ly 9. --A special dispatch to the Tribune, from Grenada, yesterday, says that Northern papers of the 6th contain copious accounts of McClellan's defeat in Virginia. They try to claim the capture of 700 prisoners, and acknowledge the loss of twenty thousand men, thirty pieces of artillery, and a large amount of commissary and ordnance stores. They admit the capture by the Confederates of Gens. Reynolds and McCall, state that Gen Gaston was killed, and Gens Mende, Burns, Sumner, and Heintzelman, and numerous field officers were wounded. They state that the strength of the Confederate army was 200,000 men, and its loss 30,000. They say the Federal army is encamped on high rolling ground on the banks of James river, fifteen miles from Richmond. Their transports are at the wharves unloading supplies for the army. McClellan, they say, was confident of his ability to meet any attack the Confederate army may make on his present position. [Second Dispatch.] Grenada July 9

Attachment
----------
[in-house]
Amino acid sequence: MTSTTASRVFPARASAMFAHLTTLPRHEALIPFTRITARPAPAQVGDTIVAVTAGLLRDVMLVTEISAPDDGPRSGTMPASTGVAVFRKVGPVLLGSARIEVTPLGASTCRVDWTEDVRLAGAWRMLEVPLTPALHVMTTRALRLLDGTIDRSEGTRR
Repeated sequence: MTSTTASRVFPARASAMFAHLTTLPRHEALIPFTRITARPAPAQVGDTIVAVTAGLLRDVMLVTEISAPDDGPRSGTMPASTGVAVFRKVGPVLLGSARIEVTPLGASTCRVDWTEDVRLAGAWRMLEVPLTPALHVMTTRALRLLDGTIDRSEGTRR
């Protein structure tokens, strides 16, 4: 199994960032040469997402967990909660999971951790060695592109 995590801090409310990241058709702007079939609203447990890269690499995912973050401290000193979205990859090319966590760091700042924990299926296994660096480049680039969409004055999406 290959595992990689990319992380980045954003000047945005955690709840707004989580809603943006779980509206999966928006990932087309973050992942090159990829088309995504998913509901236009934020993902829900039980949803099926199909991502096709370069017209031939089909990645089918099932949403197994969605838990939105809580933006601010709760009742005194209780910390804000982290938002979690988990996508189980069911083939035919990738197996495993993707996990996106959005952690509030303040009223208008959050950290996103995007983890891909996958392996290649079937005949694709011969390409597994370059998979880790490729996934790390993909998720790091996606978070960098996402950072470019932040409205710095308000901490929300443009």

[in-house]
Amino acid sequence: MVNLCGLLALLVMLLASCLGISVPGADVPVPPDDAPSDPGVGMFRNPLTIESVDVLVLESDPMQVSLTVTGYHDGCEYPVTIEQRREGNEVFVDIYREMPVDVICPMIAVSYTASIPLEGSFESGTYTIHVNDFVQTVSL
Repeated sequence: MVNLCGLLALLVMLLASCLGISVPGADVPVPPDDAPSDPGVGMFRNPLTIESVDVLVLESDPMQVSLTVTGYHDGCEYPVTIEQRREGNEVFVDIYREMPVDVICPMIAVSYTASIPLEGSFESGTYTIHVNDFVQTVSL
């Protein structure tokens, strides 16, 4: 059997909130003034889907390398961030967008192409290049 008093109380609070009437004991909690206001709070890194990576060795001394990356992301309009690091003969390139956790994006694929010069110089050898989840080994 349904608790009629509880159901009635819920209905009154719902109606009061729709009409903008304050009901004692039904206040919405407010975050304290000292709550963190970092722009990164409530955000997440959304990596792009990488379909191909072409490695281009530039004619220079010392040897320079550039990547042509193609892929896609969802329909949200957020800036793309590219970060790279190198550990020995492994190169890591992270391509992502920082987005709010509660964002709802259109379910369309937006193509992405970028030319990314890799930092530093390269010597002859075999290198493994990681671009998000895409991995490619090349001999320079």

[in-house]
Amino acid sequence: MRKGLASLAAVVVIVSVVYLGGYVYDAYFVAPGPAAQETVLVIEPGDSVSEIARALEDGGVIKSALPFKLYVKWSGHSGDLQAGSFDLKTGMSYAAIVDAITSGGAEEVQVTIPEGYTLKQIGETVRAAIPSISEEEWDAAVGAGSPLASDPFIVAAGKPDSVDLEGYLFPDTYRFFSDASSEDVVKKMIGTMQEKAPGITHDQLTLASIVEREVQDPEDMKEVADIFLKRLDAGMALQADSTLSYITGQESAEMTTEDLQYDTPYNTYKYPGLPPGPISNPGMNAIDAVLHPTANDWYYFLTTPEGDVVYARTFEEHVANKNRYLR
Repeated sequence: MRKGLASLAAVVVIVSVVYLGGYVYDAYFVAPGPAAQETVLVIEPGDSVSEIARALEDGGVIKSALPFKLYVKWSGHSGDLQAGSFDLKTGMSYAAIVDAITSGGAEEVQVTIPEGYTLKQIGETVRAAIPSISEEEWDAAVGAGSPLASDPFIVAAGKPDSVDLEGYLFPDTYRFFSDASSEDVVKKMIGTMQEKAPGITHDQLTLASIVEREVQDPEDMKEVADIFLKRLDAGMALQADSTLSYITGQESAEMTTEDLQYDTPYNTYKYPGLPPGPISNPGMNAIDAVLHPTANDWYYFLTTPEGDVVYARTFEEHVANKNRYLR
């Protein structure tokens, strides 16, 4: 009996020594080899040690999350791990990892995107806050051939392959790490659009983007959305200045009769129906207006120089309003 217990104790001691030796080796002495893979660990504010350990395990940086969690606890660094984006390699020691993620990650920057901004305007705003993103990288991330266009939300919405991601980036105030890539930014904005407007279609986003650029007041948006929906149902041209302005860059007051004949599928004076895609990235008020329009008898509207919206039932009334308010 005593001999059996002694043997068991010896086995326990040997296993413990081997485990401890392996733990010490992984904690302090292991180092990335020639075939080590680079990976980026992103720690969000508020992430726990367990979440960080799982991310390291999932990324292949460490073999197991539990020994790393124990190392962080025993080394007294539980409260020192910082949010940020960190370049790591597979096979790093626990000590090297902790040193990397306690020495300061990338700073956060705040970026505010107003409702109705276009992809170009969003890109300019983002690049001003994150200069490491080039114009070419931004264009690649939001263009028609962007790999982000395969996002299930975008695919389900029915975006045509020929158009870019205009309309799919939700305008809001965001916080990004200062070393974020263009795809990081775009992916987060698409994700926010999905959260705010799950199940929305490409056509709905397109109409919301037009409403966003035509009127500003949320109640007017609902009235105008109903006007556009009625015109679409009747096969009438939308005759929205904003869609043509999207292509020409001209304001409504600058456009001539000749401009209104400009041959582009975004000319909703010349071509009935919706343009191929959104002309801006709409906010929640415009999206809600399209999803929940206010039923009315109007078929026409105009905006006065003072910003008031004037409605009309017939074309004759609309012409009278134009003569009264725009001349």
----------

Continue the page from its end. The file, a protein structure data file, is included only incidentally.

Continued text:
cinity of Hancock.--He consequently was compelled to retreat on the roads through Smithsburg and Creagerstown, probably towards the South Mountain. He will there find to dispute his further progress to-day, Gen. French's force, a portion of Gen. Heintzelman's troops, and considerable reinforcements from Schenck's department.--Gen. Meade is also in close pursuit, and will reach Frederick this afternoon. The water in the Potomac is too high to ford with cannon or wagons, and it is more than probWashington is being hurried to Frederick to intercept Lee's flying and demoralized troops. A great battle will probably come off to-morrow, which will doubtless be a finality, as Gen. Meade's forces, reinforced by Generals Couch, Schenck, and Heintzelman, will be nearly double Lee's army. Headquarters Army of the Potomac, July 6 The rebel General Perier is wounded, Gens. Johnston and Kemper are killed. General Farnsworth, of our cavalry, is killed. The rebel losses are estimated at 20,0